A Haunting Grace: The Sculptures of Germaine Richier on View in NYC For The 1st Time in 57 Years
For the first time in 57 years, Germaine Richier’s distinct sculptures are being exhibited in New York City. Not only providing a chance to explore an understudied woman artist during Women’s History Month, the show also highlights an artist with a truly unique sensibility. Richier constantly pushed the limits to find new ways of representing recognized forms. Working in the tradition of bronze sculpture, she invented her own course by utilizing unusual color schemes, organic materials, hybrid human-animal figures and geometric, often elongated shapes. Informed by both formalist questions and expressionistic concerns, her work shares a vitality that is both carnal and spiritual at once and the show’s layout presents a unique chance to see Richier’s oeuvre as the work was placed in the artist’s studio in her lifetime.
Jointly presented by Dominique Lévy and Galerie Perrotin, the exhibition is spread over three floors. On each one, Richier’s sculptures are densely placed in close arrangement to each other. The layout not only gives visitors a rare opportunity to experience the work as the artist herself had, but also shares a less common way to engage with sculpture generally in the contemporary art world. Rather than looking at each piece purely as a singular object, a walk around each floor reveals different ways that the sculptures play off each other thematically and formally. This not only gives an impression of what the artist herself may have noticed while at work on her next piece in her studio, sending us back temporarily in time, but it also reveals continually new relationships that emerge from different viewer’s experiences, making us more aware of the sculptures occupation of different positions in space as well—both relative to each other and to the gallery itself.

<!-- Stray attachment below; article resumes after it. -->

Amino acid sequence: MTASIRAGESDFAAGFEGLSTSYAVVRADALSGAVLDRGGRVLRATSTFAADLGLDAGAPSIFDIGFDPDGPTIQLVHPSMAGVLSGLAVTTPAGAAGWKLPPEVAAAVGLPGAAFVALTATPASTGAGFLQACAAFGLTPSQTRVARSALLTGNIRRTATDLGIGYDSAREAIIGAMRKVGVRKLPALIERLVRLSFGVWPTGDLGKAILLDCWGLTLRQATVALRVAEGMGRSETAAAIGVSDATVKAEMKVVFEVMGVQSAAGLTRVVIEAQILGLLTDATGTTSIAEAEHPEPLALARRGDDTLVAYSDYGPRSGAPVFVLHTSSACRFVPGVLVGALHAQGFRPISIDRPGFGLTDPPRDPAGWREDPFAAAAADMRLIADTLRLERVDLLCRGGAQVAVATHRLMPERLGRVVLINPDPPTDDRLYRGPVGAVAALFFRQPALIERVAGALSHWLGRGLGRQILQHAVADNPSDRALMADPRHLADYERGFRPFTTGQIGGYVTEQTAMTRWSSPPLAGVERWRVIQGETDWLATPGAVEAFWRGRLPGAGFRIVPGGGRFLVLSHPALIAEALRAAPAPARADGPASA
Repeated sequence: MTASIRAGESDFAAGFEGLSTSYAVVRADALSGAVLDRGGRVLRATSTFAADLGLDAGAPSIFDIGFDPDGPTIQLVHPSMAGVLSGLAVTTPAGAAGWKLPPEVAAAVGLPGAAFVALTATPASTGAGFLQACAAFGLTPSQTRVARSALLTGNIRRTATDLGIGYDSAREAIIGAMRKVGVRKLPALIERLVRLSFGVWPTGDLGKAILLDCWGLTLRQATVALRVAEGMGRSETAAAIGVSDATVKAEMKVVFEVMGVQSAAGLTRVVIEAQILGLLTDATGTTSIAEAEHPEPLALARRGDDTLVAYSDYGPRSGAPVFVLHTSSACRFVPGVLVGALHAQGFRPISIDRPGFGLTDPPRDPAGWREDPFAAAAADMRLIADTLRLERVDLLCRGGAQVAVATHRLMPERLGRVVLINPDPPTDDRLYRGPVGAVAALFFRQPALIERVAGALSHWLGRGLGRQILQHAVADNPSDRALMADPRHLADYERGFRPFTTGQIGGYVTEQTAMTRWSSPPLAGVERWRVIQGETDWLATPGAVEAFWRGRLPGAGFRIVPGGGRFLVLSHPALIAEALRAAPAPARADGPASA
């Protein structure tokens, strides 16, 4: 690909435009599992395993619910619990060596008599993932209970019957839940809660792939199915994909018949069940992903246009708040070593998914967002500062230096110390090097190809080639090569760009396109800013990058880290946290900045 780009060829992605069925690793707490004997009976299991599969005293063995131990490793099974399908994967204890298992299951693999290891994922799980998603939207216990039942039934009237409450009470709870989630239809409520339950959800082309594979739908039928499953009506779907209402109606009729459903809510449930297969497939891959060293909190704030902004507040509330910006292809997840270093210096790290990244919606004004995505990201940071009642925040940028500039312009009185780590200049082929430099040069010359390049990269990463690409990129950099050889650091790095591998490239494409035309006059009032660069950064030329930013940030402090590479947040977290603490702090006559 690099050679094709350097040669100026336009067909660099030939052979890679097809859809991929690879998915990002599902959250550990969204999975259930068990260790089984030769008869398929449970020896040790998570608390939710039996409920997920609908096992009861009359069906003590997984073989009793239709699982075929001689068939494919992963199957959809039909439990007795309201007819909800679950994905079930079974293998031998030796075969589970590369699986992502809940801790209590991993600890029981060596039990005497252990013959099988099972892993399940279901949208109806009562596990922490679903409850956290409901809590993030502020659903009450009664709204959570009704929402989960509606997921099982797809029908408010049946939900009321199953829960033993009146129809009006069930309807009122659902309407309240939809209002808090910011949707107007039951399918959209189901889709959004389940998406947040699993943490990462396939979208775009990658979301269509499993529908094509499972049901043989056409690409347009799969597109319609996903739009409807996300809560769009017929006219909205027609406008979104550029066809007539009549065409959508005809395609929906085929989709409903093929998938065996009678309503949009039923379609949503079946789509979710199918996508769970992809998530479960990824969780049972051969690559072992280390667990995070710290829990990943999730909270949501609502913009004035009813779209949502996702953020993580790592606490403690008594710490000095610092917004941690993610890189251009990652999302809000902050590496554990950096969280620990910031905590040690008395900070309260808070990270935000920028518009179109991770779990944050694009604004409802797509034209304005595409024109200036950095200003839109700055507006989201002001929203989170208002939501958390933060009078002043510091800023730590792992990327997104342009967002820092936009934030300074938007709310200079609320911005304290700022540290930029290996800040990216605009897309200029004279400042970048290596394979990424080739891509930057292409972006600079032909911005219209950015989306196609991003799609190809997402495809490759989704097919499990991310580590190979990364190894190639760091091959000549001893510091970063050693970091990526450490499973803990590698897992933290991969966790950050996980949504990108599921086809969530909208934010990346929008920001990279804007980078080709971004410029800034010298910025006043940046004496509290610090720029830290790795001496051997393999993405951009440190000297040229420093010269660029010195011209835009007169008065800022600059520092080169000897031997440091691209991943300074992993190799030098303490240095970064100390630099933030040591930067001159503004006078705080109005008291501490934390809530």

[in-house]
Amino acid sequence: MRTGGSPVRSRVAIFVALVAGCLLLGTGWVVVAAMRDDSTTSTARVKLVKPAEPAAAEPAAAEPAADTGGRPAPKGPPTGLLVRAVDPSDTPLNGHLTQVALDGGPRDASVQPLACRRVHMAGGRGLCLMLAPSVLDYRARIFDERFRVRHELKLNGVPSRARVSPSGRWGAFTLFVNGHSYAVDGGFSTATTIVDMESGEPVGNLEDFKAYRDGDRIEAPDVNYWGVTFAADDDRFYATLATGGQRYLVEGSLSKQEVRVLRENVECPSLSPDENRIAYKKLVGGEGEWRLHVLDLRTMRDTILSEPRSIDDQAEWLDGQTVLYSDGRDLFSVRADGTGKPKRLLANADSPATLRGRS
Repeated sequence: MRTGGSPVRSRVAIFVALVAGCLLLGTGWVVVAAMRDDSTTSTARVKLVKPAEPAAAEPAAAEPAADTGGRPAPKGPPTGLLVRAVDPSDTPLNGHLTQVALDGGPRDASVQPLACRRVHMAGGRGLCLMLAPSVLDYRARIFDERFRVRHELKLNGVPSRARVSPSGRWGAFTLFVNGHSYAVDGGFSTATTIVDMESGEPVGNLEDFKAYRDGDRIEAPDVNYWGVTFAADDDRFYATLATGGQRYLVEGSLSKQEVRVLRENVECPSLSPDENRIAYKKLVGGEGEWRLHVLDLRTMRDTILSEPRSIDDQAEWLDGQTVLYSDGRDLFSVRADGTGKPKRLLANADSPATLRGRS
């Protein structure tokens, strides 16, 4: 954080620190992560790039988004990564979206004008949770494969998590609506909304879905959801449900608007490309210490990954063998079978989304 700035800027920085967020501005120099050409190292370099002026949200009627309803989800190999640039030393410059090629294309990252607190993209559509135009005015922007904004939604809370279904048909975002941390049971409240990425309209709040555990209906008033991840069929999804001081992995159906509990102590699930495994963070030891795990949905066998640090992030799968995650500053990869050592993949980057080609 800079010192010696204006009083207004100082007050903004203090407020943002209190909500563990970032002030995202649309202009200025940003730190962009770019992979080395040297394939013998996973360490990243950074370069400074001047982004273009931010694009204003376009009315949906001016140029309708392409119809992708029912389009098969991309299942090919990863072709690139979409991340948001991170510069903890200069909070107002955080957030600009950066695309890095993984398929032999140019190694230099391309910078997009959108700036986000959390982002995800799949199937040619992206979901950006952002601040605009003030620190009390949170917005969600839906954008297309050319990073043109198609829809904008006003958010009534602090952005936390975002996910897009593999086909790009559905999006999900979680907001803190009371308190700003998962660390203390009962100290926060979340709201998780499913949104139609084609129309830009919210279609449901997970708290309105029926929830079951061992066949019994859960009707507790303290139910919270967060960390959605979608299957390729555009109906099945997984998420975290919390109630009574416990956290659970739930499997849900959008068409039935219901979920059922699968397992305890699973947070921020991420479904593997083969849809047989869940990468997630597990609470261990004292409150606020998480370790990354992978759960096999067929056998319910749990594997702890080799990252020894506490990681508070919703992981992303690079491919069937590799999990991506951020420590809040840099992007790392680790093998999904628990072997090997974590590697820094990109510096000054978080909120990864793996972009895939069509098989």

Richier was first trained as a classical sculptor at the École Supérieure des Beaux-Arts de Montpellier and then became a student of Antoine Bourdelle (a student of Rodin and teacher to Alberto Giacometti) in Paris. During this period, she created cast bronze sculptures of human forms that are reminiscent of ancient Egyptian sculptures. Her later pieces, which have come to define her style and make up for much of the show, usually represent human forms in motion or hybrid creatures that blend the human form with animal features.
“To me, she really was the mother of post-war sculpture in Europe,” said gallerist Dominique Lévy at last week’s press preview. Lévy discussed the ways in which Richier generated controversy from the start of her career as both a woman sculptor who embraced her femininity in her work and as a mid-century artist who defied the dichotomy between figuration and abstraction.
Essentialism may be a controversial topic in both art and politics but Richier’s sculptures display a heightened sensitivity to nature and emotions through formal experimentation that refuses to ignore sensuality. The most linear, geometric forms in her pieces are juxtaposed with curved bodies. Animal heads often top the figures but the movement and emotion they convey is undeniably human. In addition, her predilection to use organic materials in her work in different ways shows a desire to connect with nature and perhaps redefine our relationship with it. There is an exploding sense of curiosity and optimism about the primitive world and our relationship to it in modernity.
Richier’s work explores color, geometry, abstraction, expressionism and more all at once. Her dynamic sculptures are haunting; the exhibition’s installation is a successful testament to the artist’s boundary-pushing, a wonderful recreation of her inner world and a chance to reconsider the place of sculpture in contemporary culture.
“As long as sculpture is not brought back into the ‘domain of man and woman,’ into the places common to humanity, its face will be as if it were disfigured…And we decidedly cannot conceal human expression in the drama of our time.”
~Germaine Richier (Paris, 1959)
Germaine Richier is on view until April 12, 2014.